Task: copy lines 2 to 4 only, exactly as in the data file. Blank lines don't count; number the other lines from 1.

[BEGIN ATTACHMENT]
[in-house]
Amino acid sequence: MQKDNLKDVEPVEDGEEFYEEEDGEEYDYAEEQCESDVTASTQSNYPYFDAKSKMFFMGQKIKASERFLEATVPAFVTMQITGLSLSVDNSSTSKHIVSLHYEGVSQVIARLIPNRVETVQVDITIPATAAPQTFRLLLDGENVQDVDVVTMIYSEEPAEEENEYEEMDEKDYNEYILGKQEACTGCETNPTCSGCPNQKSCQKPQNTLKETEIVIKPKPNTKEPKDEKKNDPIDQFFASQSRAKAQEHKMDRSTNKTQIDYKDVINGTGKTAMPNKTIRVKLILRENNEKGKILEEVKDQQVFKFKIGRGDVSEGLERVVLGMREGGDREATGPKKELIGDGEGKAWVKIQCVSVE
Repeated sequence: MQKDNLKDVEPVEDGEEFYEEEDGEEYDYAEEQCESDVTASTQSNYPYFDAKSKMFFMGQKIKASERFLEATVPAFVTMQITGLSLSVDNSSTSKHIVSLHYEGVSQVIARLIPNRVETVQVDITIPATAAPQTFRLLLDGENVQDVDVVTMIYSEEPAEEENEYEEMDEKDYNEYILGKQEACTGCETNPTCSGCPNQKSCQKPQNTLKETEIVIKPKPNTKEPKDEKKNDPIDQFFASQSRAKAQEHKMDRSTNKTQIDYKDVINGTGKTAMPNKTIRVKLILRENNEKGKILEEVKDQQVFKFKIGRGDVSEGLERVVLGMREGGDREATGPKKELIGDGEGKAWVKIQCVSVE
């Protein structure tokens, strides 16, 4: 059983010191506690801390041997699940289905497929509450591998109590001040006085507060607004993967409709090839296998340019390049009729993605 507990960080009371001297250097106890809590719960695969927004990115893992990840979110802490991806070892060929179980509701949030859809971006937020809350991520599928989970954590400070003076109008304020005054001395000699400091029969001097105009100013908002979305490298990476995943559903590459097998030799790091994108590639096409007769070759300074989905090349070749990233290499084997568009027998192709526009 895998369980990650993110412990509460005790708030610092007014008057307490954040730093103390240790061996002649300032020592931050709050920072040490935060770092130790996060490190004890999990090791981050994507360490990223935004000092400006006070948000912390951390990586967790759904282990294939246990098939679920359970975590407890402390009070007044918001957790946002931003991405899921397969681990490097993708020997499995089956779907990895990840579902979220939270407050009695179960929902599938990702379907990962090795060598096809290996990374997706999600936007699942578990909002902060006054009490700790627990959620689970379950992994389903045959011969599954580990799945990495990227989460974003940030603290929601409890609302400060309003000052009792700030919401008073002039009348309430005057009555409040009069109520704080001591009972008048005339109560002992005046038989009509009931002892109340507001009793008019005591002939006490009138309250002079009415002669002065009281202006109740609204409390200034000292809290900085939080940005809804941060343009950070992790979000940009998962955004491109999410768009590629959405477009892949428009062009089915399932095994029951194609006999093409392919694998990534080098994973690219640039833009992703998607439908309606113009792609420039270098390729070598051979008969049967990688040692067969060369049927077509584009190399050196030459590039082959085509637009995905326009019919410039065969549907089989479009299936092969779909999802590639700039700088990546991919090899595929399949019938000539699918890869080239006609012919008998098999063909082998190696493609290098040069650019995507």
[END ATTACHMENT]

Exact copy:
Amino acid sequence: MQKDNLKDVEPVEDGEEFYEEEDGEEYDYAEEQCESDVTASTQSNYPYFDAKSKMFFMGQKIKASERFLEATVPAFVTMQITGLSLSVDNSSTSKHIVSLHYEGVSQVIARLIPNRVETVQVDITIPATAAPQTFRLLLDGENVQDVDVVTMIYSEEPAEEENEYEEMDEKDYNEYILGKQEACTGCETNPTCSGCPNQKSCQKPQNTLKETEIVIKPKPNTKEPKDEKKNDPIDQFFASQSRAKAQEHKMDRSTNKTQIDYKDVINGTGKTAMPNKTIRVKLILRENNEKGKILEEVKDQQVFKFKIGRGDVSEGLERVVLGMREGGDREATGPKKELIGDGEGKAWVKIQCVSVE
Repeated sequence: MQKDNLKDVEPVEDGEEFYEEEDGEEYDYAEEQCESDVTASTQSNYPYFDAKSKMFFMGQKIKASERFLEATVPAFVTMQITGLSLSVDNSSTSKHIVSLHYEGVSQVIARLIPNRVETVQVDITIPATAAPQTFRLLLDGENVQDVDVVTMIYSEEPAEEENEYEEMDEKDYNEYILGKQEACTGCETNPTCSGCPNQKSCQKPQNTLKETEIVIKPKPNTKEPKDEKKNDPIDQFFASQSRAKAQEHKMDRSTNKTQIDYKDVINGTGKTAMPNKTIRVKLILRENNEKGKILEEVKDQQVFKFKIGRGDVSEGLERVVLGMREGGDREATGPKKELIGDGEGKAWVKIQCVSVE
């Protein structure tokens, strides 16, 4: 059983010191506690801390041997699940289905497929509450591998109590001040006085507060607004993967409709090839296998340019390049009729993605 507990960080009371001297250097106890809590719960695969927004990115893992990840979110802490991806070892060929179980509701949030859809971006937020809350991520599928989970954590400070003076109008304020005054001395000699400091029969001097105009100013908002979305490298990476995943559903590459097998030799790091994108590639096409007769070759300074989905090349070749990233290499084997568009027998192709526009 895998369980990650993110412990509460005790708030610092007014008057307490954040730093103390240790061996002649300032020592931050709050920072040490935060770092130790996060490190004890999990090791981050994507360490990223935004000092400006006070948000912390951390990586967790759904282990294939246990098939679920359970975590407890402390009070007044918001957790946002931003991405899921397969681990490097993708020997499995089956779907990895990840579902979220939270407050009695179960929902599938990702379907990962090795060598096809290996990374997706999600936007699942578990909002902060006054009490700790627990959620689970379950992994389903045959011969599954580990799945990495990227989460974003940030603290929601409890609302400060309003000052009792700030919401008073002039009348309430005057009555409040009069109520704080001591009972008048005339109560002992005046038989009509009931002892109340507001009793008019005591002939006490009138309250002079009415002669002065009281202006109740609204409390200034000292809290900085939080940005809804941060343009950070992790979000940009998962955004491109999410768009590629959405477009892949428009062009089915399932095994029951194609006999093409392919694998990534080098994973690219640039833009992703998607439908309606113009792609420039270098390729070598051979008969049967990688040692067969060369049927077509584009190399050196030459590039082959085509637009995905326009019919410039065969549907089989479009299936092969779909999802590639700039700088990546991919090899595929399949019938000539699918890869080239006609012919008998098999063909082998190696493609290098040069650019995507």